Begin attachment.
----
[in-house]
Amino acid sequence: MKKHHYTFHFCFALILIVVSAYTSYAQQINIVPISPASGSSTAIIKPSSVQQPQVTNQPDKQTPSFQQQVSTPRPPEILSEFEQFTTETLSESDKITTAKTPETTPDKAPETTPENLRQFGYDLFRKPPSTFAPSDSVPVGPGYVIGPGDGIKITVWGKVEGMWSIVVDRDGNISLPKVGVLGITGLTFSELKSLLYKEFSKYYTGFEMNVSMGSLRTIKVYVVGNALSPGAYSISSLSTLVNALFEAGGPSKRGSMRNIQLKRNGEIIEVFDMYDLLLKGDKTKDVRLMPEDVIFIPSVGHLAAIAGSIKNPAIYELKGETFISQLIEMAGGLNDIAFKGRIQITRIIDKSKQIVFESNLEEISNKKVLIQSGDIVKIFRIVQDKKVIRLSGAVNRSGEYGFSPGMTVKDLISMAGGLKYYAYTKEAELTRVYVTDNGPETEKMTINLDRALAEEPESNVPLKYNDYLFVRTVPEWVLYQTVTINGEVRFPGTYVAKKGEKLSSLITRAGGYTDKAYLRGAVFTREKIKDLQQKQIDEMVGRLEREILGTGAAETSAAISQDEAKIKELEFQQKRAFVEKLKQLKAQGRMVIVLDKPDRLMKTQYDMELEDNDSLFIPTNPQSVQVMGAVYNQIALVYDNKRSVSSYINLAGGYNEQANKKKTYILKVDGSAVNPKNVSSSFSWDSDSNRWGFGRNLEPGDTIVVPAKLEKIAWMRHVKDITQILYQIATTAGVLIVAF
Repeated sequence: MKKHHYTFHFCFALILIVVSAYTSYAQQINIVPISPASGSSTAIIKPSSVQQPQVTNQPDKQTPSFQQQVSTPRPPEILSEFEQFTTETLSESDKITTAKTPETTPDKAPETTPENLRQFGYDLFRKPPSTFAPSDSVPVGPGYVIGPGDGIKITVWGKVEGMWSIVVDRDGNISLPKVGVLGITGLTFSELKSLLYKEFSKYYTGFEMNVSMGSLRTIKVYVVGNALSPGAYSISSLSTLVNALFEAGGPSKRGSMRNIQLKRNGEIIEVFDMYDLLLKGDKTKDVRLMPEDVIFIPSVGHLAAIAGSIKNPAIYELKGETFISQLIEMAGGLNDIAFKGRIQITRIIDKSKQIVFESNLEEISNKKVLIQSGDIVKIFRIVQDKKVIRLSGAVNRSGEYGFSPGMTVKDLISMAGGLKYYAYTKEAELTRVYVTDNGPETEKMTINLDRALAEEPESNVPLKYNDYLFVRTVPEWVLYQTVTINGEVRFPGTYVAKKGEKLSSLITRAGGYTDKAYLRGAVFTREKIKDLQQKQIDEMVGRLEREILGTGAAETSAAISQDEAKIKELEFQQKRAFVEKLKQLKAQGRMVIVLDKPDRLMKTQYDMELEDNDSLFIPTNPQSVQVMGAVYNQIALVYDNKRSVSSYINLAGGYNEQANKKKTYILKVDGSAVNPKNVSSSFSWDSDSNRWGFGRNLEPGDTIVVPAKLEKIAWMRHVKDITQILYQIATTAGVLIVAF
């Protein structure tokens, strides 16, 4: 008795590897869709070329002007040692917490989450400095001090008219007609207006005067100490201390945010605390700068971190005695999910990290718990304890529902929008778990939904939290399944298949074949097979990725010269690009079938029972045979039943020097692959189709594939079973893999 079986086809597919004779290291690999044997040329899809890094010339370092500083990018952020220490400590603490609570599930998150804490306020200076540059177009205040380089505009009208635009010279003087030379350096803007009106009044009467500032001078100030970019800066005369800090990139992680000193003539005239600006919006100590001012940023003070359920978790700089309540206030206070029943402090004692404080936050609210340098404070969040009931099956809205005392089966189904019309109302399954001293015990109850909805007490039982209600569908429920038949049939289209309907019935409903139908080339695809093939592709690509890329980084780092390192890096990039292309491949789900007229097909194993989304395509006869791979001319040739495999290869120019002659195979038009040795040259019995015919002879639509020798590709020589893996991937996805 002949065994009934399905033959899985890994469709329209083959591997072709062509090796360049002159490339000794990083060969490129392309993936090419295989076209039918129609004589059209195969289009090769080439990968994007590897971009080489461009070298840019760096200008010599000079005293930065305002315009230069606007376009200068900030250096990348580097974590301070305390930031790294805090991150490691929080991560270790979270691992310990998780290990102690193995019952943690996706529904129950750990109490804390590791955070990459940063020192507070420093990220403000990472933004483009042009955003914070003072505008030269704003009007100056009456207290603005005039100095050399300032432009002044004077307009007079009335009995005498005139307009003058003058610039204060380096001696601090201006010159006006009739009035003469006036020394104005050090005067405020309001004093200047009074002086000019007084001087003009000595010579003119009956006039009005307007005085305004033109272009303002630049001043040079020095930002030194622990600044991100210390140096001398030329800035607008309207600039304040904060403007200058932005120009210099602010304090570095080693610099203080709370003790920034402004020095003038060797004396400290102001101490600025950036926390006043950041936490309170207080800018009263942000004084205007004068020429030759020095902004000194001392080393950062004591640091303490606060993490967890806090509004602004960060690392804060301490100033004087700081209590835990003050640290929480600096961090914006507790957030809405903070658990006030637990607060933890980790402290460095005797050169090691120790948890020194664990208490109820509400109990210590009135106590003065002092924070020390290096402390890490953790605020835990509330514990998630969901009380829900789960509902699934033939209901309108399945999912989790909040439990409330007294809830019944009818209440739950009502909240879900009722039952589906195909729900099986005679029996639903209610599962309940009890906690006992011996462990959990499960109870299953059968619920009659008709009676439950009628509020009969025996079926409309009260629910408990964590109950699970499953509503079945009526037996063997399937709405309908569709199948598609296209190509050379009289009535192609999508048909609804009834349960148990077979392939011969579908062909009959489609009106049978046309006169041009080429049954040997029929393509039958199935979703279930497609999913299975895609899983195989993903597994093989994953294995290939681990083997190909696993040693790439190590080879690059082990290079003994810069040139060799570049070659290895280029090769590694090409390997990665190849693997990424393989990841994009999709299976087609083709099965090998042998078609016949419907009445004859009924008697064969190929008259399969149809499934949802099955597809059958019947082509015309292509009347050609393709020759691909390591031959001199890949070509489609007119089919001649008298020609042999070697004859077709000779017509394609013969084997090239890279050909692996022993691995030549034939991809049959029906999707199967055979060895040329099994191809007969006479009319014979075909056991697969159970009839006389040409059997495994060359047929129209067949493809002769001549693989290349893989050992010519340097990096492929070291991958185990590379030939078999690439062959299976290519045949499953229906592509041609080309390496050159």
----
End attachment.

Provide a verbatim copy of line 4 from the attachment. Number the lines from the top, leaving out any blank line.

């Protein structure tokens, strides 16, 4: 008795590897869709070329002007040692917490989450400095001090008219007609207006005067100490201390945010605390700068971190005695999910990290718990304890529902929008778990939904939290399944298949074949097979990725010269690009079938029972045979039943020097692959189709594939079973893999 079986086809597919004779290291690999044997040329899809890094010339370092500083990018952020220490400590603490609570599930998150804490306020200076540059177009205040380089505009009208635009010279003087030379350096803007009106009044009467500032001078100030970019800066005369800090990139992680000193003539005239600006919006100590001012940023003070359920978790700089309540206030206070029943402090004692404080936050609210340098404070969040009931099956809205005392089966189904019309109302399954001293015990109850909805007490039982209600569908429920038949049939289209309907019935409903139908080339695809093939592709690509890329980084780092390192890096990039292309491949789900007229097909194993989304395509006869791979001319040739495999290869120019002659195979038009040795040259019995015919002879639509020798590709020589893996991937996805 002949065994009934399905033959899985890994469709329209083959591997072709062509090796360049002159490339000794990083060969490129392309993936090419295989076209039918129609004589059209195969289009090769080439990968994007590897971009080489461009070298840019760096200008010599000079005293930065305002315009230069606007376009200068900030250096990348580097974590301070305390930031790294805090991150490691929080991560270790979270691992310990998780290990102690193995019952943690996706529904129950750990109490804390590791955070990459940063020192507070420093990220403000990472933004483009042009955003914070003072505008030269704003009007100056009456207290603005005039100095050399300032432009002044004077307009007079009335009995005498005139307009003058003058610039204060380096001696601090201006010159006006009739009035003469006036020394104005050090005067405020309001004093200047009074002086000019007084001087003009000595010579003119009956006039009005307007005085305004033109272009303002630049001043040079020095930002030194622990600044991100210390140096001398030329800035607008309207600039304040904060403007200058932005120009210099602010304090570095080693610099203080709370003790920034402004020095003038060797004396400290102001101490600025950036926390006043950041936490309170207080800018009263942000004084205007004068020429030759020095902004000194001392080393950062004591640091303490606060993490967890806090509004602004960060690392804060301490100033004087700081209590835990003050640290929480600096961090914006507790957030809405903070658990006030637990607060933890980790402290460095005797050169090691120790948890020194664990208490109820509400109990210590009135106590003065002092924070020390290096402390890490953790605020835990509330514990998630969901009380829900789960509902699934033939209901309108399945999912989790909040439990409330007294809830019944009818209440739950009502909240879900009722039952589906195909729900099986005679029996639903209610599962309940009890906690006992011996462990959990499960109870299953059968619920009659008709009676439950009628509020009969025996079926409309009260629910408990964590109950699970499953509503079945009526037996063997399937709405309908569709199948598609296209190509050379009289009535192609999508048909609804009834349960148990077979392939011969579908062909009959489609009106049978046309006169041009080429049954040997029929393509039958199935979703279930497609999913299975895609899983195989993903597994093989994953294995290939681990083997190909696993040693790439190590080879690059082990290079003994810069040139060799570049070659290895280029090769590694090409390997990665190849693997990424393989990841994009999709299976087609083709099965090998042998078609016949419907009445004859009924008697064969190929008259399969149809499934949802099955597809059958019947082509015309292509009347050609393709020759691909390591031959001199890949070509489609007119089919001649008298020609042999070697004859077709000779017509394609013969084997090239890279050909692996022993691995030549034939991809049959029906999707199967055979060895040329099994191809007969006479009319014979075909056991697969159970009839006389040409059997495994060359047929129209067949493809002769001549693989290349893989050992010519340097990096492929070291991958185990590379030939078999690439062959299976290519045949499953229906592509041609080309390496050159």